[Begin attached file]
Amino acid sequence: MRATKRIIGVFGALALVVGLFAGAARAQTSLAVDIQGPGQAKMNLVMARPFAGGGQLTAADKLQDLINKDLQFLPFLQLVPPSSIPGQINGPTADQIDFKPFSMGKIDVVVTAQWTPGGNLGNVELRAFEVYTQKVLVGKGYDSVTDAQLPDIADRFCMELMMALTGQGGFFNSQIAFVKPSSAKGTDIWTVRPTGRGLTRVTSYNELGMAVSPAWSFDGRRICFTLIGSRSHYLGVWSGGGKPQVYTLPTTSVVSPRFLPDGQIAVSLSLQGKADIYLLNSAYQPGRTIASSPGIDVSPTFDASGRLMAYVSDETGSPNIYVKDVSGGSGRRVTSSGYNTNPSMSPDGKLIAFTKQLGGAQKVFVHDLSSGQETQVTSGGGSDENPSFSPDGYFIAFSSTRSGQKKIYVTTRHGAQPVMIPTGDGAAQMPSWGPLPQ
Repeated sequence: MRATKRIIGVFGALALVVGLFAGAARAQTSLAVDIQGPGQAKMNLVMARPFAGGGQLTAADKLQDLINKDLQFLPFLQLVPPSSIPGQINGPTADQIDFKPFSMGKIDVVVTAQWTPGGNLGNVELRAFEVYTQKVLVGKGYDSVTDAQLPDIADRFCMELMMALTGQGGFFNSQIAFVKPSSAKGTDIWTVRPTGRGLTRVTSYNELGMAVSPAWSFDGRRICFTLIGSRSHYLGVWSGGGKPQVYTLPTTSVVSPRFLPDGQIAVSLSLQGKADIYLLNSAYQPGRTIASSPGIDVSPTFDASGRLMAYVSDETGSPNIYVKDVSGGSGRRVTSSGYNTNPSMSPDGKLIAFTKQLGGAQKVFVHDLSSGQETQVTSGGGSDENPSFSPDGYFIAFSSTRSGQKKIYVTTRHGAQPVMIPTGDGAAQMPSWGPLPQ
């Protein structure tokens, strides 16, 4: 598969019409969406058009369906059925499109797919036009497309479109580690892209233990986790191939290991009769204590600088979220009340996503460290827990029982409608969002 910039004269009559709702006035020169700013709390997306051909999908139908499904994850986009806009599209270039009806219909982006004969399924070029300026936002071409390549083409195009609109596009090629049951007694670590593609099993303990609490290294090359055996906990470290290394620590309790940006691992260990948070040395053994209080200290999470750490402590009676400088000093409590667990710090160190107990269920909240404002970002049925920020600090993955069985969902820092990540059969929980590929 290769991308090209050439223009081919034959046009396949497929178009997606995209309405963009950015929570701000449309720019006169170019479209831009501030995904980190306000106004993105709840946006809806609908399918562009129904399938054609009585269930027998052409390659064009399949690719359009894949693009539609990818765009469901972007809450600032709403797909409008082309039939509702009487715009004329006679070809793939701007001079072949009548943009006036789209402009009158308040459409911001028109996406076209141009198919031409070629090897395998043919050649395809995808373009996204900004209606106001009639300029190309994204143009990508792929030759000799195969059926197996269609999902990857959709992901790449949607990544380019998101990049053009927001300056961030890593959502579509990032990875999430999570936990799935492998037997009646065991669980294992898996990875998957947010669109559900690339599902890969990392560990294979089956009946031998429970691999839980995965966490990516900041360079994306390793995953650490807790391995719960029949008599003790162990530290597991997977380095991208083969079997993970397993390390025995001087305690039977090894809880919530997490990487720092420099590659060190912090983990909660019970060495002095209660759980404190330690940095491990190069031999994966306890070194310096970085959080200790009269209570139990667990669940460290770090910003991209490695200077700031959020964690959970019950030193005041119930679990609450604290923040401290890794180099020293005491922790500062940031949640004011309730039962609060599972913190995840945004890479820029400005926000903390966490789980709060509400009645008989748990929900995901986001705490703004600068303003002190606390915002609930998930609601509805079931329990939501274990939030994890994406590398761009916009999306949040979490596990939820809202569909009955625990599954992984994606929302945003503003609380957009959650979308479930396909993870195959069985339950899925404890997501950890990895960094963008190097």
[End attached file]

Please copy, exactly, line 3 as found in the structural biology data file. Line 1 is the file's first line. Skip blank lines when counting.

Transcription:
């Protein structure tokens, strides 16, 4: 598969019409969406058009369906059925499109797919036009497309479109580690892209233990986790191939290991009769204590600088979220009340996503460290827990029982409608969002 910039004269009559709702006035020169700013709390997306051909999908139908499904994850986009806009599209270039009806219909982006004969399924070029300026936002071409390549083409195009609109596009090629049951007694670590593609099993303990609490290294090359055996906990470290290394620590309790940006691992260990948070040395053994209080200290999470750490402590009676400088000093409590667990710090160190107990269920909240404002970002049925920020600090993955069985969902820092990540059969929980590929 290769991308090209050439223009081919034959046009396949497929178009997606995209309405963009950015929570701000449309720019006169170019479209831009501030995904980190306000106004993105709840946006809806609908399918562009129904399938054609009585269930027998052409390659064009399949690719359009894949693009539609990818765009469901972007809450600032709403797909409008082309039939509702009487715009004329006679070809793939701007001079072949009548943009006036789209402009009158308040459409911001028109996406076209141009198919031409070629090897395998043919050649395809995808373009996204900004209606106001009639300029190309994204143009990508792929030759000799195969059926197996269609999902990857959709992901790449949607990544380019998101990049053009927001300056961030890593959502579509990032990875999430999570936990799935492998037997009646065991669980294992898996990875998957947010669109559900690339599902890969990392560990294979089956009946031998429970691999839980995965966490990516900041360079994306390793995953650490807790391995719960029949008599003790162990530290597991997977380095991208083969079997993970397993390390025995001087305690039977090894809880919530997490990487720092420099590659060190912090983990909660019970060495002095209660759980404190330690940095491990190069031999994966306890070194310096970085959080200790009269209570139990667990669940460290770090910003991209490695200077700031959020964690959970019950030193005041119930679990609450604290923040401290890794180099020293005491922790500062940031949640004011309730039962609060599972913190995840945004890479820029400005926000903390966490789980709060509400009645008989748990929900995901986001705490703004600068303003002190606390915002609930998930609601509805079931329990939501274990939030994890994406590398761009916009999306949040979490596990939820809202569909009955625990599954992984994606929302945003503003609380957009959650979308479930396909993870195959069985339950899925404890997501950890990895960094963008190097």